Mastering The Impossible – III. Extreme Shopping DRAFT

I am going to use my blog as a sounding board for an idea. I gladly welcome comments on what I write over the next few posts and with permission would like to use relevant stories. If you post a comment please bear in mind it may end up published elsewhere.

I have decided to write an e-book about panic disorder.

While this book is a ‘left field’ look at what I have figured out about me, it may just work for you to. I invite you to listen to my story and take what’s useful and leave what’s not behind.

This blog entry will form the basis of chapter three.

I like to think of shopping in a supermarket as my equivalent to an extreme sport. For me buying a tin of peas can be like jumping off the golden gate bridge with a bungee cord.

How do I know this?

Some time around the beginning of this century I decided to go parachuting. What I noticed while training for the jump was, I had all the familiar symptoms of anxiety, even panic.

The instructors of any of these kind of sports know this too. Which is why they use repetitive training to get you to remember specific routines that may well save your life. Parachute fails to open? What do I do?

Okay mine opened on a wire after about four seconds. That didn’t stop me from looking up and counting one, one-thousand, two, one-thousand, three, one-thousand, four, one-thousand, then check, check…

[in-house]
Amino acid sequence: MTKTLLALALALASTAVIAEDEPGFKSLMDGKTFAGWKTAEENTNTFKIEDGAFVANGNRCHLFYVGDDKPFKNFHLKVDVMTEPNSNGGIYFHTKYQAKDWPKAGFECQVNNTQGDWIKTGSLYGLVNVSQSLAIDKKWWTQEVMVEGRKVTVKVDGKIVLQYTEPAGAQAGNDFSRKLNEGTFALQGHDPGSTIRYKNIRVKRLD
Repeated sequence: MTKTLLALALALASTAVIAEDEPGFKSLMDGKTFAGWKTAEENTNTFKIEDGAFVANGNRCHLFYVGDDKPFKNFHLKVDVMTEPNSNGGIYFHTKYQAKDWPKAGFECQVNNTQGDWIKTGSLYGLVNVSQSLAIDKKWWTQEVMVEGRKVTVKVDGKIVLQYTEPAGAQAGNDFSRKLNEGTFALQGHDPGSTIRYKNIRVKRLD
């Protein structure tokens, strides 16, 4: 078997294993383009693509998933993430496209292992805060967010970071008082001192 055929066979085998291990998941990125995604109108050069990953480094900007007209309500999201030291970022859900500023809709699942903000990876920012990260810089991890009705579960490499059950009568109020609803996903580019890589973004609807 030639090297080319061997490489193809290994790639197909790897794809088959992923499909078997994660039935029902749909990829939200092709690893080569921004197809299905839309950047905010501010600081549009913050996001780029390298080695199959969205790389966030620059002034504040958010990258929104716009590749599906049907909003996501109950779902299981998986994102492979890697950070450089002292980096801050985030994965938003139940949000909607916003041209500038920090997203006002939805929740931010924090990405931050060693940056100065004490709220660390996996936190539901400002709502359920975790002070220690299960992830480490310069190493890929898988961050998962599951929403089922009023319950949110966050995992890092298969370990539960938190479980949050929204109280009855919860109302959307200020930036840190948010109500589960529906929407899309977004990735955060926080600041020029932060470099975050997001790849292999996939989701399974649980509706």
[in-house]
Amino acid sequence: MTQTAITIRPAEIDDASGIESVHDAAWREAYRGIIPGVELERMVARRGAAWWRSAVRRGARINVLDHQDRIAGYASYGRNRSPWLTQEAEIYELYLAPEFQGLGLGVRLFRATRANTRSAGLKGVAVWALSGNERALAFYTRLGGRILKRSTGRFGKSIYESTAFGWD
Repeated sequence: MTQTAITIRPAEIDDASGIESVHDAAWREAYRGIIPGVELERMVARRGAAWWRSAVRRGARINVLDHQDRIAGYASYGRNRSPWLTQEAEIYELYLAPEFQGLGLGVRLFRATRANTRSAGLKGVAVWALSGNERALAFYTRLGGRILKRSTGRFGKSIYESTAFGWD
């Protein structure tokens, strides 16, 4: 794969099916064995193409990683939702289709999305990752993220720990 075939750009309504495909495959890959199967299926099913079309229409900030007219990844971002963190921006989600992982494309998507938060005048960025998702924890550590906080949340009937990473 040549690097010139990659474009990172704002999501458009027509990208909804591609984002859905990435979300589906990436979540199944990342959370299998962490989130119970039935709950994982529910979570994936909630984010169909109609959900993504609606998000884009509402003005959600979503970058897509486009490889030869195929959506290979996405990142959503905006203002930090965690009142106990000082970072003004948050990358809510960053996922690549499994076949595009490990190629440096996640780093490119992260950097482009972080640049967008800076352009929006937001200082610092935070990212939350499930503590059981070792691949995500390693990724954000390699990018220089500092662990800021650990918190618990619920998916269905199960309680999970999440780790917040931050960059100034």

When you have had a guy tell you twenty times, when this happens do this, in that kind of situation you do it.

I can bring certain parallels into this conversation from that experience. My mind learned a short cut. It simply went from jump from plane to count without me having to think.

The trick is not to reduce the level of adrenalin coursing through your body while you are doing the activity.

The trick is to increase your ability to function while it is doing so. You don’t want to stop having a panic attack you just want to gain the ability to function while having a panic attack.

Test this out. It works.

I used to have a negative story around panic attacks where I would say to myself “I can’t go here, there etc. because I have panic attacks”.

It was when I was participating on the Landmark Advanced course and we were working on our life story that I finally decided to test the truth behind that theory.

What I discovered is; I function just fine when having a panic attack.

I am able to have a conversation with someone. My legs work, I can walk. I am still breathing. Alright I feel weird as hell, my face may or may not be flushing, I am perspiring, trembling even making strange noises, all of which may cause me some personal embarrassment, none of which actually stop me from functioning.

Let’s go back to extreme sports again and draw some more parallels.

You are hanging on a cliff face by a single rope, you have no safety net. You are several hundred feet above the ground. If you fall, you will die. You perceive yourself as being in a situation you cannot easily get out of.

It is about survival.

You feel like you are losing control?

Just like a panic attack, it is about trying to control the uncontrollable.

People are paying big money for extreme survival experiences, snow boarding, white water rafting and so on.

Now think about this…

You are getting that buzz for free!

Action sport, adventure sport, extreme sport or just plain old running.


Adrenaline rushes…

Athletes would do anything for that extra shot of adrenalin. It could mean the difference between a lose and a win for them. And you have it at your disposal. At the flick of a thought.

In Walmart!

So start by saying it’s fun…

See you on the other side of the looking glass,

creative thinker | innovator | visionary